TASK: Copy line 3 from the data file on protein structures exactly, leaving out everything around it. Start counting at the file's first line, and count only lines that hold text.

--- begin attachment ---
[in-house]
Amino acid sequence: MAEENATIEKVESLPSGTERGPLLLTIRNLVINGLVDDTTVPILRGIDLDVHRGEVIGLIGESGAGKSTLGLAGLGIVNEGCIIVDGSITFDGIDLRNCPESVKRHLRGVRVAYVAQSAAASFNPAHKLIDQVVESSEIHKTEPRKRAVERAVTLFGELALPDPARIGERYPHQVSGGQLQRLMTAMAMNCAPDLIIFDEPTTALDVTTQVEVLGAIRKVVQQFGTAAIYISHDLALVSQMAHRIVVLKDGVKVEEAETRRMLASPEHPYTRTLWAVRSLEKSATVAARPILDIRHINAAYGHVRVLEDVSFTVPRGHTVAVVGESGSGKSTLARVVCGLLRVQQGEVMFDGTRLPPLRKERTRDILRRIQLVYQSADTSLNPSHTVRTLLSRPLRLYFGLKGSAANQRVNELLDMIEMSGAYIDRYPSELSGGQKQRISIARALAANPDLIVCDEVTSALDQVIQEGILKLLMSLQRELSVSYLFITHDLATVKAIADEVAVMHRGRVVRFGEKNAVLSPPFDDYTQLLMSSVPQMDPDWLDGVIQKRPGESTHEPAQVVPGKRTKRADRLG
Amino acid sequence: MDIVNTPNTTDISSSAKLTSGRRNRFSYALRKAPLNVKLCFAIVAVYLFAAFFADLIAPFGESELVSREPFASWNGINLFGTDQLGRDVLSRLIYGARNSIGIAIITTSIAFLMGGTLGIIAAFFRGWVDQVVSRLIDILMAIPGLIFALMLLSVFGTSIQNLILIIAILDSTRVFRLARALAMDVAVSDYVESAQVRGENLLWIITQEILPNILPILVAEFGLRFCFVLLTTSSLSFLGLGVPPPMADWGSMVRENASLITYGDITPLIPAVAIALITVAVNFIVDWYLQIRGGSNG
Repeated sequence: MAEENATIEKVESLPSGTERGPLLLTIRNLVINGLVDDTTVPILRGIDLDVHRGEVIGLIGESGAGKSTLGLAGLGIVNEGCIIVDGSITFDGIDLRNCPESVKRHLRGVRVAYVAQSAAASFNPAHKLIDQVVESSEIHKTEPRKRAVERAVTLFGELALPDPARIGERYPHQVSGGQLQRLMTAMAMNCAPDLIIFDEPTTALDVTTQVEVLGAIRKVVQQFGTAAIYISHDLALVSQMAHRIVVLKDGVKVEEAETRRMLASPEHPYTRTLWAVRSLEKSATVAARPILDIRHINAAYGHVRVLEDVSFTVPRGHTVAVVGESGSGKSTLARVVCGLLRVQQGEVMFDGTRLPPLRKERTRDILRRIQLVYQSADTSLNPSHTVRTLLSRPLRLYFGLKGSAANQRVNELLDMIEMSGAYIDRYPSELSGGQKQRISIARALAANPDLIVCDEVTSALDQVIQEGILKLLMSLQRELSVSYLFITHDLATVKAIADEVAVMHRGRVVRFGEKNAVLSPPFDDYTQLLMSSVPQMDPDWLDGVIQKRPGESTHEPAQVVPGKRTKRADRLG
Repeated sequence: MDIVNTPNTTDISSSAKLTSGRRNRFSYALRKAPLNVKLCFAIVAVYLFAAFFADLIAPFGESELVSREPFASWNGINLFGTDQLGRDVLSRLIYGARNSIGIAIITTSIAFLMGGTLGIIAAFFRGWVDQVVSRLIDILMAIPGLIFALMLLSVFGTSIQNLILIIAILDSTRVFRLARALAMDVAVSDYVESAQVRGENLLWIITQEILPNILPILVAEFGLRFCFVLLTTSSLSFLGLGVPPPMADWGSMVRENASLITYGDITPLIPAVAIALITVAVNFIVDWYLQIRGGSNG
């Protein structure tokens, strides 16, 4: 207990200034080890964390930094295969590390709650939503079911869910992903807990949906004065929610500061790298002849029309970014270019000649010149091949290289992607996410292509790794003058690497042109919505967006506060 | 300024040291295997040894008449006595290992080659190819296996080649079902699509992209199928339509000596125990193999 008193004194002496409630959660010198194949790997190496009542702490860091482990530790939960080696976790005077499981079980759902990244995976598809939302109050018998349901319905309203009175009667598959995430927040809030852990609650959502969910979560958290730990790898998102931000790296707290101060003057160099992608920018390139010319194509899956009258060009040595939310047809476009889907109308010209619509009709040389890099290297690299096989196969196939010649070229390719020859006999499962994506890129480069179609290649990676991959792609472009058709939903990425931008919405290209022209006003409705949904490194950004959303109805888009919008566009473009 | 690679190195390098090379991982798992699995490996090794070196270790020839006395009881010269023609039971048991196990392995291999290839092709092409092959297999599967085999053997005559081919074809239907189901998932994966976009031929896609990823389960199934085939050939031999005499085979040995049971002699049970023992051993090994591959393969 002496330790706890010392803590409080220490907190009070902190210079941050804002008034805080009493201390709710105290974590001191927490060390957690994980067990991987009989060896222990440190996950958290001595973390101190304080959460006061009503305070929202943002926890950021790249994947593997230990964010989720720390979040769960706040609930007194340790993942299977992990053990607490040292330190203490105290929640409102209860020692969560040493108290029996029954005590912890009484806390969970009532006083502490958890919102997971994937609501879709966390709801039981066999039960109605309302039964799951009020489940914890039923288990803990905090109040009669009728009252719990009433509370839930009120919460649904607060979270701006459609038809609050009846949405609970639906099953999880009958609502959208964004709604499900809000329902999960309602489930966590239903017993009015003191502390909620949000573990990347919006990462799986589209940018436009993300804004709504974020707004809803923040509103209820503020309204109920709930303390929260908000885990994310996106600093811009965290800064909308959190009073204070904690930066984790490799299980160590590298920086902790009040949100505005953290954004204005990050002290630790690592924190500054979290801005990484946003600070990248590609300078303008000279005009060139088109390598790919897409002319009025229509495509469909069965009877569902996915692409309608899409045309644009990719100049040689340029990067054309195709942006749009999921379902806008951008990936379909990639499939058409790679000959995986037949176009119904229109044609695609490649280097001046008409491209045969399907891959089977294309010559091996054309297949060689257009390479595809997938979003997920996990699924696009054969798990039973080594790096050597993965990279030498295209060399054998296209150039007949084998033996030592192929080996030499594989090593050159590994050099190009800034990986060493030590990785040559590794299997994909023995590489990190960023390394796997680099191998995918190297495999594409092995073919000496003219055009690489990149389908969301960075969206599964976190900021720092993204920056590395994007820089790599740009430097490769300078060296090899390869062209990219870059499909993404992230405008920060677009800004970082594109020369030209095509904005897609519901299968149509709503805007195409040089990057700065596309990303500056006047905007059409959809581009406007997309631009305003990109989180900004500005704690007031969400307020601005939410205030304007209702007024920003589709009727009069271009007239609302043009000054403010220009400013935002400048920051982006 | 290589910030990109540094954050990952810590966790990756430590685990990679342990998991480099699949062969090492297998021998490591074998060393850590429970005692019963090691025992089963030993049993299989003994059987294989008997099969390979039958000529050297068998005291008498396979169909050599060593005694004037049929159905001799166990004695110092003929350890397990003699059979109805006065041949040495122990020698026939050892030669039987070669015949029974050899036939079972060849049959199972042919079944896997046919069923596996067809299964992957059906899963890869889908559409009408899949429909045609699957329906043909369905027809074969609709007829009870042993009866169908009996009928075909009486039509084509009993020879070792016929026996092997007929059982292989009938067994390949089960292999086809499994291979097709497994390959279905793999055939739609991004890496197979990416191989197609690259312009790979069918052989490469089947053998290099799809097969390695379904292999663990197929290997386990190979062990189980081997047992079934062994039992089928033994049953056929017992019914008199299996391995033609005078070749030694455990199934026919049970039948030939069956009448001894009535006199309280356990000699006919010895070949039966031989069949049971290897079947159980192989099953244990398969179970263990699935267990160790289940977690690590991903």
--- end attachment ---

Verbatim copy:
Amino acid sequence: MDIVNTPNTTDISSSAKLTSGRRNRFSYALRKAPLNVKLCFAIVAVYLFAAFFADLIAPFGESELVSREPFASWNGINLFGTDQLGRDVLSRLIYGARNSIGIAIITTSIAFLMGGTLGIIAAFFRGWVDQVVSRLIDILMAIPGLIFALMLLSVFGTSIQNLILIIAILDSTRVFRLARALAMDVAVSDYVESAQVRGENLLWIITQEILPNILPILVAEFGLRFCFVLLTTSSLSFLGLGVPPPMADWGSMVRENASLITYGDITPLIPAVAIALITVAVNFIVDWYLQIRGGSNG